Warmer temperatures mean more cases of appendicitis, regardless of season

December 08, 2022

1 min read

The authors report no relevant financial disclosures.

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Researchers have reported a link between increased incidence of appendicitis and warmer weather, independent of other environmental and behavioral factors, according to a study published in JAMA Network Open.

“One of the most commonly observed environmental risk factors is the seasonal pattern in several countries, wherein the incidence of acute appendicitis increases during the summer months,” Jacob E. Simmering, PhD, an assistant professor of pulmonary, critical care and occupational medicine at University of Iowa Carver College of Medicine, and colleagues wrote.


Simmering JE, et al. JAMA Netw Open. 2022;doi:10.1001.jamanetworkopen.2022.34269.

According to researchers, who performed this study to understand whether a link exists between the incidence of appendicitis and local temperature patterns, there is a 7% to 8% risk for acute appendicitis worldwide.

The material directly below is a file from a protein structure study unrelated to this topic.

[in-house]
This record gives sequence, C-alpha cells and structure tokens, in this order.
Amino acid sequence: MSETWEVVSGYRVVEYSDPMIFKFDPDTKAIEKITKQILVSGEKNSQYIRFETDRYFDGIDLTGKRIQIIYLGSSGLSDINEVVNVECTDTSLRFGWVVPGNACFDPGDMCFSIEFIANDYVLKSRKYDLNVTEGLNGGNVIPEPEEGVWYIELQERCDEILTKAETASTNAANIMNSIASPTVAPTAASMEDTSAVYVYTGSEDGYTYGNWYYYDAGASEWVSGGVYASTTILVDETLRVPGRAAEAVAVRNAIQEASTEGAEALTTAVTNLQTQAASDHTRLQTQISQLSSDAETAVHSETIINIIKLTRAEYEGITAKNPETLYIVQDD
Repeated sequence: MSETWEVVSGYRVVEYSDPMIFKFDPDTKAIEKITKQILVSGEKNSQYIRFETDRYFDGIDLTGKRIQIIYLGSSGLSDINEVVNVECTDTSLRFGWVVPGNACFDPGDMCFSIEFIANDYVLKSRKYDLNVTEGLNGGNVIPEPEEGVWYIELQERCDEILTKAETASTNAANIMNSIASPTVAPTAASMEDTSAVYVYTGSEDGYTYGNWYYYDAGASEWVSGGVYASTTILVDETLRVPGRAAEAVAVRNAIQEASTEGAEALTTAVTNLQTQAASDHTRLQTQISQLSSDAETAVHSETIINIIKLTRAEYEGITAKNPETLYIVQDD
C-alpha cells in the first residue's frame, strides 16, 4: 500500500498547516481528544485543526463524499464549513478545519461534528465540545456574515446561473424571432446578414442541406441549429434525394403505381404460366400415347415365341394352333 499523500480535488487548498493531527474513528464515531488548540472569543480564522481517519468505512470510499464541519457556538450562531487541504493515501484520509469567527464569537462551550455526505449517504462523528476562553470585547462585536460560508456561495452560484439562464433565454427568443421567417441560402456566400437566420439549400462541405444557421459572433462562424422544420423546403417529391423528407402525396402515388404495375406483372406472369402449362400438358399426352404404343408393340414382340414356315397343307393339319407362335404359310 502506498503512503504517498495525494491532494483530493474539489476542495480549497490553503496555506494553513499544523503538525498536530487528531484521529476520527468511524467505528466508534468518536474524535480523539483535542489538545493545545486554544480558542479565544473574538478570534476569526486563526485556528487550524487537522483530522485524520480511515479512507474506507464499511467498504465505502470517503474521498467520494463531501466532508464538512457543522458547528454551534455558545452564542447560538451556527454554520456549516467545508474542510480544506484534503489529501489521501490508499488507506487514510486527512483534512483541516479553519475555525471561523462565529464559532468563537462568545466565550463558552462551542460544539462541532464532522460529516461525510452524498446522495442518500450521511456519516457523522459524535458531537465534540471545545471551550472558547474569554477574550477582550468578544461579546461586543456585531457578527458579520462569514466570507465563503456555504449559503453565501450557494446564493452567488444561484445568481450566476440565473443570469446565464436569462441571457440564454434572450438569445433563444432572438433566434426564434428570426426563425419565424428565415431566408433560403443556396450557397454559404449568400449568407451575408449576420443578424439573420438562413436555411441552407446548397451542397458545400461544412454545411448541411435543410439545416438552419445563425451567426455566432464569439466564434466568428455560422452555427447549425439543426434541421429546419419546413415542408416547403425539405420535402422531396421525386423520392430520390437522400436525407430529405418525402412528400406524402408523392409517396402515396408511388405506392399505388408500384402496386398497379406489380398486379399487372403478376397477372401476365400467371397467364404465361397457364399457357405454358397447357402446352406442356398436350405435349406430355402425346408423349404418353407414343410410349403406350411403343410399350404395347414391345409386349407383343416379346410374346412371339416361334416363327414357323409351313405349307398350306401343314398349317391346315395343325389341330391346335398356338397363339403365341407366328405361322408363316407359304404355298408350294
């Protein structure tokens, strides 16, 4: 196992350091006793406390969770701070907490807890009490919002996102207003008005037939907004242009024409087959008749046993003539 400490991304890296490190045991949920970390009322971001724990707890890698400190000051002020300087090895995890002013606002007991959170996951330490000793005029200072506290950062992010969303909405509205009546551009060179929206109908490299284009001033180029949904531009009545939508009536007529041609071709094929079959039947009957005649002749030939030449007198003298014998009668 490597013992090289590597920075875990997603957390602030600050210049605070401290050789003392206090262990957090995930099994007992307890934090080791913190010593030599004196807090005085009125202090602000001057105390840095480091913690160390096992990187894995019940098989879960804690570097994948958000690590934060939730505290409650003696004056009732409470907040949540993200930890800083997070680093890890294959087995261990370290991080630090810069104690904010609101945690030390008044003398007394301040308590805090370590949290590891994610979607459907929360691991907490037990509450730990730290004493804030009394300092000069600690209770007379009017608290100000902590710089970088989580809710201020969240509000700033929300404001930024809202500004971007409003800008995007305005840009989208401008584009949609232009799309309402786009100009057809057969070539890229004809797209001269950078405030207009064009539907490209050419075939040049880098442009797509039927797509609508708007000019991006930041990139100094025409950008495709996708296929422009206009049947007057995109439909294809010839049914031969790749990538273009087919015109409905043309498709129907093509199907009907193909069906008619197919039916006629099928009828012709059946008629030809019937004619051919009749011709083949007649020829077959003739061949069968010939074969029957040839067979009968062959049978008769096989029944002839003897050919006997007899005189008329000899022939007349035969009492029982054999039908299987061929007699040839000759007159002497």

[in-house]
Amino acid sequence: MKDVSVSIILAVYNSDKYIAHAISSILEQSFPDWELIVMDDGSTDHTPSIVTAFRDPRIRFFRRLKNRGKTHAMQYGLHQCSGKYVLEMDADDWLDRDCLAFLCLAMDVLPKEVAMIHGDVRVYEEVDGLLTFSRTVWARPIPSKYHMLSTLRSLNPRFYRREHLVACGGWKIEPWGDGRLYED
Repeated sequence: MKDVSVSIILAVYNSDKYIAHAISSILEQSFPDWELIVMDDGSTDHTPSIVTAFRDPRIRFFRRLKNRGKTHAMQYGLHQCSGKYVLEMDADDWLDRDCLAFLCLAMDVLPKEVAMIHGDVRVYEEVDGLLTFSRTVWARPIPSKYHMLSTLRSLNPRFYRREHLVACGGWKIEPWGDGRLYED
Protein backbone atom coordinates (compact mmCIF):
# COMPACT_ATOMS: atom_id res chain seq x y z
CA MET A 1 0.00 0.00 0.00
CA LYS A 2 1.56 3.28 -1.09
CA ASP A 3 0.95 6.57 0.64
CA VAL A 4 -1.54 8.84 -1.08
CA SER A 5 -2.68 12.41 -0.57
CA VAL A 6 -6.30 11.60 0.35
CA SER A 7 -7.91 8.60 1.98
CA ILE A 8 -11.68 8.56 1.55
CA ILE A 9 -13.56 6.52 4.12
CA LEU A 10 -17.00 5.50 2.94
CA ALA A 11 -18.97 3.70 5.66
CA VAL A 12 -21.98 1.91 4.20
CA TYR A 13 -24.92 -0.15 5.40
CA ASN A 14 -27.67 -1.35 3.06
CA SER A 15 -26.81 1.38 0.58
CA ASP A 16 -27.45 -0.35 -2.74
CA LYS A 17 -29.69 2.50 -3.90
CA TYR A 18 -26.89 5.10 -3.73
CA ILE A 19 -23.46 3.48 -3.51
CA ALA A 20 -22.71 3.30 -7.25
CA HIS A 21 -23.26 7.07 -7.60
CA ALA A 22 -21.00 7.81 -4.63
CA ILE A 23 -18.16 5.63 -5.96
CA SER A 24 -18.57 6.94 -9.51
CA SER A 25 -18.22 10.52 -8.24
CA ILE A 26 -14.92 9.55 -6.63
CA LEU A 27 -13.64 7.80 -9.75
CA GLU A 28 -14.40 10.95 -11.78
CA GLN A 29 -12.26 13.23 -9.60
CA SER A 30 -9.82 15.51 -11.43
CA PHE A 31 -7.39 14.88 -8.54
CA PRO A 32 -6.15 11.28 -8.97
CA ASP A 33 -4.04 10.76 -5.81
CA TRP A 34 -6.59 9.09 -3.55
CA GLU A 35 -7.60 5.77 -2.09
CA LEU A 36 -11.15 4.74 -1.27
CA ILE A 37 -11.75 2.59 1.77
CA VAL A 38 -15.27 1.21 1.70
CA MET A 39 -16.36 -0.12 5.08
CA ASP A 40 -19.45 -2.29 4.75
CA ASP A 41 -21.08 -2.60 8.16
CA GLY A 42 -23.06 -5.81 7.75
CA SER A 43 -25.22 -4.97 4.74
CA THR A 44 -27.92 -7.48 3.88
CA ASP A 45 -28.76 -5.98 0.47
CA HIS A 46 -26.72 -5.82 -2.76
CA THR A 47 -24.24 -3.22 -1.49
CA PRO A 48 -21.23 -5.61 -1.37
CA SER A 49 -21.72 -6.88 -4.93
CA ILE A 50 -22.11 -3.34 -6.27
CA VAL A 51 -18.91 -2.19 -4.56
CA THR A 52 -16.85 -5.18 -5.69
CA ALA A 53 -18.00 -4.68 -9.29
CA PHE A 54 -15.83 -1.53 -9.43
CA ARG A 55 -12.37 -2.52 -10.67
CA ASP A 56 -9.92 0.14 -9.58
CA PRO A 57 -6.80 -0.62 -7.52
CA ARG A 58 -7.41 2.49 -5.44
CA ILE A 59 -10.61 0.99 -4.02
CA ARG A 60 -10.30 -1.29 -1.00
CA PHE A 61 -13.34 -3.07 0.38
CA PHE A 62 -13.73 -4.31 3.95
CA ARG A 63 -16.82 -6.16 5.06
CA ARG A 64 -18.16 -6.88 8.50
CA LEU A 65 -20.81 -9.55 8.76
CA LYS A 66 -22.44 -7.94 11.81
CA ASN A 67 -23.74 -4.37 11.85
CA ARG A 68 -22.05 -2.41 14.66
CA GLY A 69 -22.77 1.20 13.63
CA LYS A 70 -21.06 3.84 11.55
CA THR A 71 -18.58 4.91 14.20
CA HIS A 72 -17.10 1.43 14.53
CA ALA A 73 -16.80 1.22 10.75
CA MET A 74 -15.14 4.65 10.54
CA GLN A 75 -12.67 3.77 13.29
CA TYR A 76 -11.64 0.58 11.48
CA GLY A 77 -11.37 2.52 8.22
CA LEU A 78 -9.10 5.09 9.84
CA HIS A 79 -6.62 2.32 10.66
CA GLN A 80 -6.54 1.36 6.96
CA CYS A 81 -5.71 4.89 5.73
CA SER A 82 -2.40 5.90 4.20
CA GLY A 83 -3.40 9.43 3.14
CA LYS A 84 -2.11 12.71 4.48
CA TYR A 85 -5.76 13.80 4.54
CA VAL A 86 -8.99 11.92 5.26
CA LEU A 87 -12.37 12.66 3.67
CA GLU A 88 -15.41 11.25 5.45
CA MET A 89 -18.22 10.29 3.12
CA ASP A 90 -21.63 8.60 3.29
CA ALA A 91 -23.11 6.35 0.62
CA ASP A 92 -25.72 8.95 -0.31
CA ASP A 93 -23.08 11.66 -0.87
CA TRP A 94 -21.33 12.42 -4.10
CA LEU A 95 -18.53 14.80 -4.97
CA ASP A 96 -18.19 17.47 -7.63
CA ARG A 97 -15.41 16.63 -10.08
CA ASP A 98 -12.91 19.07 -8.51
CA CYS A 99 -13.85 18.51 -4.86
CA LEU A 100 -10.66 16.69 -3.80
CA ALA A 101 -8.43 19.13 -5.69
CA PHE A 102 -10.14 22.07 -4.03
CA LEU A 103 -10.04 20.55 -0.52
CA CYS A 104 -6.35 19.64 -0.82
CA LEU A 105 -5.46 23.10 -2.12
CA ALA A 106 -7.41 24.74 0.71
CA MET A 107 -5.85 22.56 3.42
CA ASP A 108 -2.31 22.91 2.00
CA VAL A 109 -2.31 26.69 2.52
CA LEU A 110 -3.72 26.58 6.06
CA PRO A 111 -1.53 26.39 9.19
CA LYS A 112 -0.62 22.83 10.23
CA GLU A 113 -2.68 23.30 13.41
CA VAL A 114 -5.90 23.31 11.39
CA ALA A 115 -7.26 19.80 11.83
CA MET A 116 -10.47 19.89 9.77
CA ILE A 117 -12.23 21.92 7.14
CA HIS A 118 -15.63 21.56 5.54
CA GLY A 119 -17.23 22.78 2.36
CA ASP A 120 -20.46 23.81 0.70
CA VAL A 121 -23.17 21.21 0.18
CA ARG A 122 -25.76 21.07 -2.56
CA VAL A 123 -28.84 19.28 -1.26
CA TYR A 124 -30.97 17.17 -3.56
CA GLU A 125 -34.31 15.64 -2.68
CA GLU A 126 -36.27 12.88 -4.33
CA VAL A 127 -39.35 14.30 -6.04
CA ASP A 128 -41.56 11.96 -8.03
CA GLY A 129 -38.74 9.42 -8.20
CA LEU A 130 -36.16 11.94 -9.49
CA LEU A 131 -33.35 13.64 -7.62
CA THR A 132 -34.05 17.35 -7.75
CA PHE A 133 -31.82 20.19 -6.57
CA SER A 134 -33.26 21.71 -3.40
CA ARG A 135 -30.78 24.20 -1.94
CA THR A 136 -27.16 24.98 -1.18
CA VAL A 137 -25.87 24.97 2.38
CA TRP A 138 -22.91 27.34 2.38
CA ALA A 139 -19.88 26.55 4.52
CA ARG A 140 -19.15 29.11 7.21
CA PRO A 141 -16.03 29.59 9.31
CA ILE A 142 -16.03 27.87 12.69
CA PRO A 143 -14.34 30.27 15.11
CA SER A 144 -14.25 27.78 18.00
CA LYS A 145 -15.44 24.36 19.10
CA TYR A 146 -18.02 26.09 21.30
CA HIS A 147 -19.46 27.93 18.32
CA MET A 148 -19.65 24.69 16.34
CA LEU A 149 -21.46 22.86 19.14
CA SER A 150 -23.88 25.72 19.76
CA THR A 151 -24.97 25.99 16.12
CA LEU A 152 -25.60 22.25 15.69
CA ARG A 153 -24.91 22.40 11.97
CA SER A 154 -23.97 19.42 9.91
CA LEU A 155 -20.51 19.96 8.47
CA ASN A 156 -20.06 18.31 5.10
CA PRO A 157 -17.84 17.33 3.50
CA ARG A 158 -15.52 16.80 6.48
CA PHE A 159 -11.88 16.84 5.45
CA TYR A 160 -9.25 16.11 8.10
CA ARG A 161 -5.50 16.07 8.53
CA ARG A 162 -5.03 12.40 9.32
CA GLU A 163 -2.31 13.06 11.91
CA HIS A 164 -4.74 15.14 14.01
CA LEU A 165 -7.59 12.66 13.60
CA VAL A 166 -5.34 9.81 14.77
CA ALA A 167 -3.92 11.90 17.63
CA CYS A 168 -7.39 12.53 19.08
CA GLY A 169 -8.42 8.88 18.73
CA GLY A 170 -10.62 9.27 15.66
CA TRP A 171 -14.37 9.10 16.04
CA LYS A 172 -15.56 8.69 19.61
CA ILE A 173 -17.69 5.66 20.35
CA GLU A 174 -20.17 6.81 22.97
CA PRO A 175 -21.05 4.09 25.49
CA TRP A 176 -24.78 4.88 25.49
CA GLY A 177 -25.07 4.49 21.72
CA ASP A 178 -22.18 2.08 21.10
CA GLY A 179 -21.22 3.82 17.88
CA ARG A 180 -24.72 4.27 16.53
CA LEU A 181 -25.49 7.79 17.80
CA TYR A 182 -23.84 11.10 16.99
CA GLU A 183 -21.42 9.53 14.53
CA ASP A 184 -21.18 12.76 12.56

Concentrating on cases in the U.S., Simmering and colleagues used claims data from the MarketScan Commercial Claims and Encounters Database and the Medicare Supplemental and Coordination of Benefits Database from 2001 to 2017 to identify cases of appendicitis. They gathered local weather data from the Integrated Surface Database, a resource provided by the National Centers for Environmental Information.

The primary outcome of interest was the daily number of appendicitis cases in a city, grouped by age and sex.

Over the 17-year period, researchers identified 689,917 patients (mean age, 35 years; 50.4% men) with appendicitis. In areas with a temperature 10.56C or lower, they reported a 1.3% increase in appendicitis incidence per 5.56C temperature increase and a 2.9% increase in areas with temperatures higher than 10.56C.

“Most previous research has shown an increase in acute appendicitis during summer month, but it has been difficult to separate warmer weather from other season exposures (eg, gastrointestinal infections) or potential seasonal behavioral changes (eg, changes in diet),” Simmering and colleagues wrote. “By examining a large geographic area (ie, entire continental U.S.) for a period of 17 years, however, we were able to demonstrate not only the seasonality and an association between appendicitis incidence and weather but also the association of deviations from expected temperature with increased risk for acute appendicitis.”

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